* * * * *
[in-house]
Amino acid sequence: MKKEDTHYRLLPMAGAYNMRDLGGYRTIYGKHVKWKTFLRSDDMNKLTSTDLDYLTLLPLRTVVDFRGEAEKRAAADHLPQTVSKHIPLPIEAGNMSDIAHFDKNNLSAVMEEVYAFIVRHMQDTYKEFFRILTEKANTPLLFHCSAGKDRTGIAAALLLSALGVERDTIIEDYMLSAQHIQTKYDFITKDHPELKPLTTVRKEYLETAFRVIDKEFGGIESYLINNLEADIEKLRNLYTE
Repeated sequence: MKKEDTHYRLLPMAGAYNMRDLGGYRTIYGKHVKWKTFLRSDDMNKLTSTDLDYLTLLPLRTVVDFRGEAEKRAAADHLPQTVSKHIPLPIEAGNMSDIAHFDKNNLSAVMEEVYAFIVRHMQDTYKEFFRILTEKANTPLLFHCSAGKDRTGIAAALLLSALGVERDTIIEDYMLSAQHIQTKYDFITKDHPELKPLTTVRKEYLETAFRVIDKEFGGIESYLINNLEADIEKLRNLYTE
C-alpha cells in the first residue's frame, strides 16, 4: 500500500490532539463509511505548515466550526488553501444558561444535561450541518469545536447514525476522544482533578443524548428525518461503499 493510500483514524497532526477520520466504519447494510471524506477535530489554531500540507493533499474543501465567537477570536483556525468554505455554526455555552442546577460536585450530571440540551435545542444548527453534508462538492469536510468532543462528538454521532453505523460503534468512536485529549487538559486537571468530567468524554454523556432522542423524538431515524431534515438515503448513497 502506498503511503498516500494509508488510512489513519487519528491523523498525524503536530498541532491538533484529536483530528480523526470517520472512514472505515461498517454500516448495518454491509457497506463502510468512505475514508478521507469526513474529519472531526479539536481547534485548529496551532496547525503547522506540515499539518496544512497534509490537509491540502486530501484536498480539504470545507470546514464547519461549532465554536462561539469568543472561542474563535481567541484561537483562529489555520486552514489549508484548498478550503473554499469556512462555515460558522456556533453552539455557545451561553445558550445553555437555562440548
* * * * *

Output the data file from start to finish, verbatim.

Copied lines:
[in-house]
Amino acid sequence: MKKEDTHYRLLPMAGAYNMRDLGGYRTIYGKHVKWKTFLRSDDMNKLTSTDLDYLTLLPLRTVVDFRGEAEKRAAADHLPQTVSKHIPLPIEAGNMSDIAHFDKNNLSAVMEEVYAFIVRHMQDTYKEFFRILTEKANTPLLFHCSAGKDRTGIAAALLLSALGVERDTIIEDYMLSAQHIQTKYDFITKDHPELKPLTTVRKEYLETAFRVIDKEFGGIESYLINNLEADIEKLRNLYTE
Repeated sequence: MKKEDTHYRLLPMAGAYNMRDLGGYRTIYGKHVKWKTFLRSDDMNKLTSTDLDYLTLLPLRTVVDFRGEAEKRAAADHLPQTVSKHIPLPIEAGNMSDIAHFDKNNLSAVMEEVYAFIVRHMQDTYKEFFRILTEKANTPLLFHCSAGKDRTGIAAALLLSALGVERDTIIEDYMLSAQHIQTKYDFITKDHPELKPLTTVRKEYLETAFRVIDKEFGGIESYLINNLEADIEKLRNLYTE
C-alpha cells in the first residue's frame, strides 16, 4: 500500500490532539463509511505548515466550526488553501444558561444535561450541518469545536447514525476522544482533578443524548428525518461503499 493510500483514524497532526477520520466504519447494510471524506477535530489554531500540507493533499474543501465567537477570536483556525468554505455554526455555552442546577460536585450530571440540551435545542444548527453534508462538492469536510468532543462528538454521532453505523460503534468512536485529549487538559486537571468530567468524554454523556432522542423524538431515524431534515438515503448513497 502506498503511503498516500494509508488510512489513519487519528491523523498525524503536530498541532491538533484529536483530528480523526470517520472512514472505515461498517454500516448495518454491509457497506463502510468512505475514508478521507469526513474529519472531526479539536481547534485548529496551532496547525503547522506540515499539518496544512497534509490537509491540502486530501484536498480539504470545507470546514464547519461549532465554536462561539469568543472561542474563535481567541484561537483562529489555520486552514489549508484548498478550503473554499469556512462555515460558522456556533453552539455557545451561553445558550445553555437555562440548